The punch-plasma process can have floor-to-floor processing time advantages over the other two processes—by as much as three times in some conditions. Furthermore, since internal features are punched rather than cut, it doesn't have the high operating costs precision plasma does; they are replaced with the lower tooling costs. Because of the high throughput, depreciation and labor costs are amortized over more parts than the other two processes.
A variety of conditions were explored to compare the three processes. Several parameters were altered one at a time to show the overall effect on the process economics. Figure 4shows the baseline process comparison with the following assumptions:
This baseline cost of ownership comparison is based on two shifts working on each process.
Figure 4shows that punch-plasma has the lowest total cost of ownership of the three processes over the range of material thicknesses.
If we plot the variation by thickness on a graph (see Figure 5), you can see that the relationship is thickness-dependent. Laser cutting offers a lower cost for material about 12 ga. and thinner, while the advantage for punch-plasma increases as material gets thicker. In the heaviest thickness, the punch-plasma maintains a 40 percent cost advantage over laser cutting. In this scenario, the precision plasma cutting process has the highest cost of the three processes.
In another variation, all of the parts' internal features are removed, and the processes are compared again. In this scenario (see Figure 6), the precision plasma cutting process shows cost advantages over the other processes.
This graph shows the cost per nest as material thickness increases.
It's not surprising that speed plays the biggest role in the laser and punch-plasma cost of ownership. These machines have higher fixed costs, and faster cycle times result in the amortization of the fixed costs over a greater number of parts. Furthermore, speed is directly related to labor costs.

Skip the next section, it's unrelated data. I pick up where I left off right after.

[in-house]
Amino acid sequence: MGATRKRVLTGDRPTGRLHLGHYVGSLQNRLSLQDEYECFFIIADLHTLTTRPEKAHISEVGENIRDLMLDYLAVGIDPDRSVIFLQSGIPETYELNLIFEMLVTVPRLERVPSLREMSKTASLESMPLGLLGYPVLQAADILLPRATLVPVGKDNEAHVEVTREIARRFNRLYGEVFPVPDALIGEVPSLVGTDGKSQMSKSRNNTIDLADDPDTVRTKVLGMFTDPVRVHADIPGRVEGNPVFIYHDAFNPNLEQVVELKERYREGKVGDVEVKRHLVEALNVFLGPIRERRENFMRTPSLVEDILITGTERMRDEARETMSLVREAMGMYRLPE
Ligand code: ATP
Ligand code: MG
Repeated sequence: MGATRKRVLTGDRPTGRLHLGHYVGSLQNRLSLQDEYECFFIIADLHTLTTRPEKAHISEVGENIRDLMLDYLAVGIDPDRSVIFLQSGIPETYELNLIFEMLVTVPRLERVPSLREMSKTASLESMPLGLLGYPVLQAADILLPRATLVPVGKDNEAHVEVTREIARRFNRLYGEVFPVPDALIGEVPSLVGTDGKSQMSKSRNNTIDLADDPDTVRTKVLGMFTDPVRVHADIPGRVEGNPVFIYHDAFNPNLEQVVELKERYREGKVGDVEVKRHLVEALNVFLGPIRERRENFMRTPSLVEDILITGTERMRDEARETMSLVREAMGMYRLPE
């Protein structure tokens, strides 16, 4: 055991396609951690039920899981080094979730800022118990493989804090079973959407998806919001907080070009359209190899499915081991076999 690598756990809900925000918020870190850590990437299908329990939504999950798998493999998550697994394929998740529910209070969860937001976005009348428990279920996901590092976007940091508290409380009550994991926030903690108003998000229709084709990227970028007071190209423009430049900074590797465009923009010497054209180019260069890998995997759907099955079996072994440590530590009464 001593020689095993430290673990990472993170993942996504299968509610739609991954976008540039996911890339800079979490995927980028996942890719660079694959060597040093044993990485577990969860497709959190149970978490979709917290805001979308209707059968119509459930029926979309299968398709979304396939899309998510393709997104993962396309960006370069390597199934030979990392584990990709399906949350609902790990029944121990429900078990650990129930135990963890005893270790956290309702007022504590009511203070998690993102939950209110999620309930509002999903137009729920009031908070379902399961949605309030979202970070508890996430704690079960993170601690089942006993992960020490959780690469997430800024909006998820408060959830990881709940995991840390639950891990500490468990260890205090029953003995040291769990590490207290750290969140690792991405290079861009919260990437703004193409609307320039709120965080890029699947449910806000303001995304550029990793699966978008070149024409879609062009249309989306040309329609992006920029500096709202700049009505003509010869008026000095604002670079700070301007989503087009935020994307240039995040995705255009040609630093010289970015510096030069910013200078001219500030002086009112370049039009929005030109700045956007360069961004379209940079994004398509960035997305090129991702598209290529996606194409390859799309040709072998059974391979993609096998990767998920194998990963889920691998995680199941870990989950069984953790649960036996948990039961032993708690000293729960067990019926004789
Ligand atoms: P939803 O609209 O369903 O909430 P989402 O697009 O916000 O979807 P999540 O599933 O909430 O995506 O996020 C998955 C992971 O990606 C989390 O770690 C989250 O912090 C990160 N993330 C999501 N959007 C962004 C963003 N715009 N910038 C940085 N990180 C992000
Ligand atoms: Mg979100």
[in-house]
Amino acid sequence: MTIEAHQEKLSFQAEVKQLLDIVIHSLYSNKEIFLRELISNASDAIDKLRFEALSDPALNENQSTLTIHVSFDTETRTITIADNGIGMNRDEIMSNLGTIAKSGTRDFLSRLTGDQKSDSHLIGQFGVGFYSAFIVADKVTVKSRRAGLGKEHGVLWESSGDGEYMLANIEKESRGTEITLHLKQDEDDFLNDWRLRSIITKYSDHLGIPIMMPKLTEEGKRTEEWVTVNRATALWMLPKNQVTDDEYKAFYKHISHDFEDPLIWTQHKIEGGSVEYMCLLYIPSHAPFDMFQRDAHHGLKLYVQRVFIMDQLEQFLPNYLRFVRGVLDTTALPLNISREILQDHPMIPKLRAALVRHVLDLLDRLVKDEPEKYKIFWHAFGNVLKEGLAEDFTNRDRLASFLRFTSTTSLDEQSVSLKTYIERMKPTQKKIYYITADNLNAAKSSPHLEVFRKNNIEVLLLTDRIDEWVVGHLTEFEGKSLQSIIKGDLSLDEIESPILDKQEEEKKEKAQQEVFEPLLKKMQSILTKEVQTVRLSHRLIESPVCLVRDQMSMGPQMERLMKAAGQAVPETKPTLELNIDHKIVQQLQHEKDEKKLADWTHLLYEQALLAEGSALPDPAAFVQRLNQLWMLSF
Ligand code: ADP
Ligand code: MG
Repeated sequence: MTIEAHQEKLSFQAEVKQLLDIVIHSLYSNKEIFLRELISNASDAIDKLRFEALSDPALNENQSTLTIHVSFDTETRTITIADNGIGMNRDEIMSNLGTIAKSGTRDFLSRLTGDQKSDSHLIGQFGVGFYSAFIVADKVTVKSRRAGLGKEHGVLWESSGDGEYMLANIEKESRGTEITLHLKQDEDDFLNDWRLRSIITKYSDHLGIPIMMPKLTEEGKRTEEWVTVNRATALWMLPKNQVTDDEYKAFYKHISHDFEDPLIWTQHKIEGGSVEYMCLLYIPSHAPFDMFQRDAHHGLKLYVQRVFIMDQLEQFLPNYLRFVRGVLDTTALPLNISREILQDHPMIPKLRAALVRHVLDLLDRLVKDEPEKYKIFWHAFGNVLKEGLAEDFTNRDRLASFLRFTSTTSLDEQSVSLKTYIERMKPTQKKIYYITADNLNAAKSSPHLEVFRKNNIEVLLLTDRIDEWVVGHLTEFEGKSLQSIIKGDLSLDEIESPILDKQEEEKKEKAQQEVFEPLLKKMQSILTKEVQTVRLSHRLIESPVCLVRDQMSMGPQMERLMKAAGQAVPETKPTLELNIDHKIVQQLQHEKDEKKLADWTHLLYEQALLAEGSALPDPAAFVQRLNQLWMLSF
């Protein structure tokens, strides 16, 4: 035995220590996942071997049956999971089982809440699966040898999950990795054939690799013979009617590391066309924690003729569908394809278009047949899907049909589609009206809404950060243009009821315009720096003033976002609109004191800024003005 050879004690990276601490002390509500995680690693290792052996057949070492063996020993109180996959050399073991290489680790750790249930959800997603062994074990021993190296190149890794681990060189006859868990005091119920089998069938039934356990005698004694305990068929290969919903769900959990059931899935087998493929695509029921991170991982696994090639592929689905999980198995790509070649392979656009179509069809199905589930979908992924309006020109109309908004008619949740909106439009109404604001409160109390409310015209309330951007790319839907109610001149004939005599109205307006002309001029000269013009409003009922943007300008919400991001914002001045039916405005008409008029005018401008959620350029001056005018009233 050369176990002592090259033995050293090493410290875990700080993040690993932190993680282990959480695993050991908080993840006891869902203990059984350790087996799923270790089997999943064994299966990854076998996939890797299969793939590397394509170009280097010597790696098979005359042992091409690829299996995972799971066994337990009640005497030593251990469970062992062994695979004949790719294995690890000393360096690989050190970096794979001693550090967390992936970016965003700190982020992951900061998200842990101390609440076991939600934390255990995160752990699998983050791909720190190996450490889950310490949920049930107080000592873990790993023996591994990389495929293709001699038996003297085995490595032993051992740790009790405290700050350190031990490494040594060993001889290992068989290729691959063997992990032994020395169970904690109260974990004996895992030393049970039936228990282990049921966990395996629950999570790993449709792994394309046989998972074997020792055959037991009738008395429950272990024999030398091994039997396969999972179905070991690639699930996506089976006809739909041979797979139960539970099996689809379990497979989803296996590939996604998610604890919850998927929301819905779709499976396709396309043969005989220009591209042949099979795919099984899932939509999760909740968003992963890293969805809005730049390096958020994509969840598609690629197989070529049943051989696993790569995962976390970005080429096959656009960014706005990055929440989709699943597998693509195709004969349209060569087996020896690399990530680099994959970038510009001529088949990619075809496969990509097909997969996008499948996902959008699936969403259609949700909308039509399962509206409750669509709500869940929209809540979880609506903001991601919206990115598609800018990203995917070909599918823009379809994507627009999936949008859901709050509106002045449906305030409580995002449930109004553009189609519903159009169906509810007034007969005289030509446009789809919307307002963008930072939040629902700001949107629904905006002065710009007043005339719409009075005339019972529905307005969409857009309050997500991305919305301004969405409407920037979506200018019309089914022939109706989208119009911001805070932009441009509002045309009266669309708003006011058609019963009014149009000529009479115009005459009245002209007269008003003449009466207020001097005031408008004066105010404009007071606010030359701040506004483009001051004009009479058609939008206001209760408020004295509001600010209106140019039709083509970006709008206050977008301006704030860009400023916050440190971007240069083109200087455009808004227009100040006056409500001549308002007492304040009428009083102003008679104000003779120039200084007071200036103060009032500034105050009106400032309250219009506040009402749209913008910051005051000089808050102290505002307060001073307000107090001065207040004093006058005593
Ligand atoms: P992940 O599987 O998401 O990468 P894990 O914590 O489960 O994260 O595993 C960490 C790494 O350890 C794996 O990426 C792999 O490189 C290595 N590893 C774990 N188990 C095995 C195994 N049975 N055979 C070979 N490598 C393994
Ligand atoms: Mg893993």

Speed plays a lesser role in the precision plasma cost of ownership, because the cost of this process is affected more by operating costs than by fixed cost and labor. For this reason, the cost and life of plasma cutting consumables play a larger role.
The economic cost of ownership model can be used to answer several questions:
This default nest chart is based on parts with no internal features and shows cost based on a one-shift operation.
The cost of ownership model demonstrates that there is a place for all processes. The laser cutting process is the most accurate, and many benefits result from this accuracy.
The plasma cutting process offers economic benefits for parts with few internal features and for applications with one shift or less worth of work. The punch-plasma process offers economic benefits for heavier material (10 ga. and thicker), and when volume requires more than one shift.
Al Julian is marketing manager of punch-plasma systems at W.A. Whitney Co., 650 Race St., P.O. Box 1206, Rockford, IL 61105, phone 815-964-6771, fax 815-964-3175, e-mail firstname.lastname@example.org, Web site www.wawhitney.com. W.A. Whitney Co., a division of Esterline Technologies, manufactures thermal cutting (plasma and laser), punching, and punch-plasma equipment systems and tooling for plate, sheet metal, and structural shapes manufacturers.
Practical Welding Today® was created to fill a void in the industry for hands-on information, real-world applications, and down-to-earth advice for welders. No other welding magazine fills the need for this kind of practical information. Subscriptions are free to qualified welding professionals in North America.